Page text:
Every Monday we will round up some of the last week's top posts, comments, and tweets. If you have any feedback, please leave a comment. â¤ï¸
As a veteran employee of Amazon, James Hood has been on some high-pressure, high-impact teams, which required everyone to be on the same page. Toward this end, he reports that "two leadership principles come into play: Think Big and Bias for Action."
In her weekly examination of a core computer science principle, Vaidehi Joshi touched upon the value of sorting and how to compare different sorting algorithms:
Many programmers never formally took a CS course, so Vaidehi's posts have provided a valuable resource:
I absolutely love these articles, especially as a visual learner. Incredibly valuable and helpful material, doubly-so because I've never taken any CS courses -- thank you!
In his post "Tour of an Open-Source Elm SPA," Richard Feldman builds a single-page application in Elm and walks us through some of his choices, which he warns is "is not a gentle introduction to Elm":
In an emotionally honest piece, Carl Hembrough recalls how he stopped enjoying programming once he started comparing himself to others, leading to an acute case of imposter syndrome.
It wasn't too surprising that Carl got a lot of positive feedback from dev.to users who resonated with his message:
This is a great post Carl, it's something I have been struggling with for the past six months. Even though I have done a fair share of coding, over the last six months I constantly feel that I am nowhere as good as I want to be, and I am not trying hard enough. I feel like in this line of work, which bares a solitude inherently, it is crucial for one to be in a supportive community. Thank you very much for reminding me that. :)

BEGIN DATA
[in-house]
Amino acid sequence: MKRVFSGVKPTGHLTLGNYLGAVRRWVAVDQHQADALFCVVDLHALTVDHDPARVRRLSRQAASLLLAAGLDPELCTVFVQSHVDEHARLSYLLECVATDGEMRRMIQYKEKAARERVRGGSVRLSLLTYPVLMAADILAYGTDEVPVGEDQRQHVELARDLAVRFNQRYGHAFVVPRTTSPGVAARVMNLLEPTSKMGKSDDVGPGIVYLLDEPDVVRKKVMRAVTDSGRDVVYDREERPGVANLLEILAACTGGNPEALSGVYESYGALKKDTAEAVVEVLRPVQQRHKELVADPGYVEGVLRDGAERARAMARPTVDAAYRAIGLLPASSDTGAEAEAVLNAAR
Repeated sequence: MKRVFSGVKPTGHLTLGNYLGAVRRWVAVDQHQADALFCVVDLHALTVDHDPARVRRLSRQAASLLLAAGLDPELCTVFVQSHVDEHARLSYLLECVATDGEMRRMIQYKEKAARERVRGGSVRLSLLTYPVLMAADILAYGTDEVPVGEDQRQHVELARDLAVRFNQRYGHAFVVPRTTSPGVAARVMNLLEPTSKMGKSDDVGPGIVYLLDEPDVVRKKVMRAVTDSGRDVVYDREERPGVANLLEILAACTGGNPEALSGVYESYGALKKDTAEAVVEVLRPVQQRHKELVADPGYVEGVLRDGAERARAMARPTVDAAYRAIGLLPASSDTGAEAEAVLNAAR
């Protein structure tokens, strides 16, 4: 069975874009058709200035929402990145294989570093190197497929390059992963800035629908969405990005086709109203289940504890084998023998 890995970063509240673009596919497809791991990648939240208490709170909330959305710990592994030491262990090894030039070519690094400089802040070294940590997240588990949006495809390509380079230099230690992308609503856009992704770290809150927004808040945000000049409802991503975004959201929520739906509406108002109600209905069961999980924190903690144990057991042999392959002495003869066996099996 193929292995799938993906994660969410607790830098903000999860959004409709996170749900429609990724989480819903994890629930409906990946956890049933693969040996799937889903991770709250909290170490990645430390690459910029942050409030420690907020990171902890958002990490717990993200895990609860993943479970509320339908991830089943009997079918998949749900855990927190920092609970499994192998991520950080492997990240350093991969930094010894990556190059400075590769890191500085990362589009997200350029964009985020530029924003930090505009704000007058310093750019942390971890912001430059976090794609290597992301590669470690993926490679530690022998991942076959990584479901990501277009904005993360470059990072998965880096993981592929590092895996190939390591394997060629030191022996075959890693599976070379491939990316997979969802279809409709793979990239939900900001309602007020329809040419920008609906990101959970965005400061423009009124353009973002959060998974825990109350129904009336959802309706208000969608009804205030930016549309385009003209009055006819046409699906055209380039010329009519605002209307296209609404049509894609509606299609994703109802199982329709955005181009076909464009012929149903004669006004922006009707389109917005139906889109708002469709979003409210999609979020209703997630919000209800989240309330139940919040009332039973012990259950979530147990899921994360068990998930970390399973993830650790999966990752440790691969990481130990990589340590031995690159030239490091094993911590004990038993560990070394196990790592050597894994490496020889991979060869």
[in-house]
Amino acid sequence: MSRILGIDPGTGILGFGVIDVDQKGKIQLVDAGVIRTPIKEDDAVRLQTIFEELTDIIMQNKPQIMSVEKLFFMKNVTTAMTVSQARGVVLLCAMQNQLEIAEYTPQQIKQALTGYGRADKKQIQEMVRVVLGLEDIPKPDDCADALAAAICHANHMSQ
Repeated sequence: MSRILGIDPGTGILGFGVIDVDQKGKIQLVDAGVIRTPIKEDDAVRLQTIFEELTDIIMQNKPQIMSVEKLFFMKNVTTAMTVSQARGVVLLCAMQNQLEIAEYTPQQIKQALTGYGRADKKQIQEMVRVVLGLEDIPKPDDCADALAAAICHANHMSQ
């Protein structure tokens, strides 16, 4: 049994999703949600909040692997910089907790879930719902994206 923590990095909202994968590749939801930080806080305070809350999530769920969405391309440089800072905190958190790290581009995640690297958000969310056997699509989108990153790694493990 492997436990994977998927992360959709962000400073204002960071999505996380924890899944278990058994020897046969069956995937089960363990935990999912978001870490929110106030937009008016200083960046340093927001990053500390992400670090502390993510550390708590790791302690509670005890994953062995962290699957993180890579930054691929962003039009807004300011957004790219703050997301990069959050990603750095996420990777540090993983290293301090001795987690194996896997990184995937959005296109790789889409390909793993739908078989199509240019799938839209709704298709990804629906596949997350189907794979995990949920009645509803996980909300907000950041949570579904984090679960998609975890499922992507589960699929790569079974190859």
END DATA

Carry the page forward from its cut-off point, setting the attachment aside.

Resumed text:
The difference between different types of test doubles is something many programmers gloss over.
Which is why a summary of their particularities makes for a useful post. Michal Lipski provides one here:
Most of us probably use Google's search engine many times per day, often without stopping to question how exactly the results are ordered for us. Indeed Google's PageRank algorithm has long had an air of sorcery and mystique to it–until Sishaar Rao broke it all down for us:
Before beginning a new project, it's important to pick a certain style of git workflow that fits your team's preferences. AbdulBasit Kabir runs through a handful of different styles, from a "Central Workflow" to a "Patch Workflow," and highlights examples for each one
Some commenters reported that they liked to combine aspects of multiple workflows, which AbdulBasit noted was completely valid:
I have mostly seen the feature branch / git flow model till now and am pretty happy with it. The idea of naming branches after issue ids sounds interesting, Im thinking about doing a combination of both now: #id-feature-name. More typing but more structure as well. Has anyone had any experience with such a branch naming model?
That's it for our weekly wrapup! Keep an eye on Dev.to this week for daily content and discussions...and if you miss anything, we'll be sure to recap it next Monday!